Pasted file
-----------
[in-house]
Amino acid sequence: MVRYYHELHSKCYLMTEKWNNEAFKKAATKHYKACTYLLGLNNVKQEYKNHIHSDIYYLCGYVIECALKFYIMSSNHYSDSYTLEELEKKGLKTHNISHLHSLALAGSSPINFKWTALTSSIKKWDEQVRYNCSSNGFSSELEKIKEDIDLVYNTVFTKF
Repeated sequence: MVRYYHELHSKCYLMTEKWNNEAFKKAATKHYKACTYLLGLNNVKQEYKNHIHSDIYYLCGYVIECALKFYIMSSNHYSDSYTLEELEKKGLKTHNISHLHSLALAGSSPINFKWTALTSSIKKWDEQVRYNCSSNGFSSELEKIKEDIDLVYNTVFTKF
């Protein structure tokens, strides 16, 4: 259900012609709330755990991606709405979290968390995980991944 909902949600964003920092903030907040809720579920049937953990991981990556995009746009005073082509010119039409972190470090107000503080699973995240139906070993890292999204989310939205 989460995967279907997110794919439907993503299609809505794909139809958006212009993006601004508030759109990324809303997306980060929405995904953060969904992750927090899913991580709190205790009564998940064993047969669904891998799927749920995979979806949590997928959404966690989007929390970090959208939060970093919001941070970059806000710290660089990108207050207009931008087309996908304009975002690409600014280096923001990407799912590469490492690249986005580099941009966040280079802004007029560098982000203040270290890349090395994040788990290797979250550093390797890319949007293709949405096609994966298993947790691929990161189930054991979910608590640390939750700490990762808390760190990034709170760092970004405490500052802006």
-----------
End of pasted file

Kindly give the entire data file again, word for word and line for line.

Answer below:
[in-house]
Amino acid sequence: MVRYYHELHSKCYLMTEKWNNEAFKKAATKHYKACTYLLGLNNVKQEYKNHIHSDIYYLCGYVIECALKFYIMSSNHYSDSYTLEELEKKGLKTHNISHLHSLALAGSSPINFKWTALTSSIKKWDEQVRYNCSSNGFSSELEKIKEDIDLVYNTVFTKF
Repeated sequence: MVRYYHELHSKCYLMTEKWNNEAFKKAATKHYKACTYLLGLNNVKQEYKNHIHSDIYYLCGYVIECALKFYIMSSNHYSDSYTLEELEKKGLKTHNISHLHSLALAGSSPINFKWTALTSSIKKWDEQVRYNCSSNGFSSELEKIKEDIDLVYNTVFTKF
């Protein structure tokens, strides 16, 4: 259900012609709330755990991606709405979290968390995980991944 909902949600964003920092903030907040809720579920049937953990991981990556995009746009005073082509010119039409972190470090107000503080699973995240139906070993890292999204989310939205 989460995967279907997110794919439907993503299609809505794909139809958006212009993006601004508030759109990324809303997306980060929405995904953060969904992750927090899913991580709190205790009564998940064993047969669904891998799927749920995979979806949590997928959404966690989007929390970090959208939060970093919001941070970059806000710290660089990108207050207009931008087309996908304009975002690409600014280096923001990407799912590469490492690249986005580099941009966040280079802004007029560098982000203040270290890349090395994040788990290797979250550093390797890319949007293709949405096609994966298993947790691929990161189930054991979910608590640390939750700490990762808390760190990034709170760092970004405490500052802006």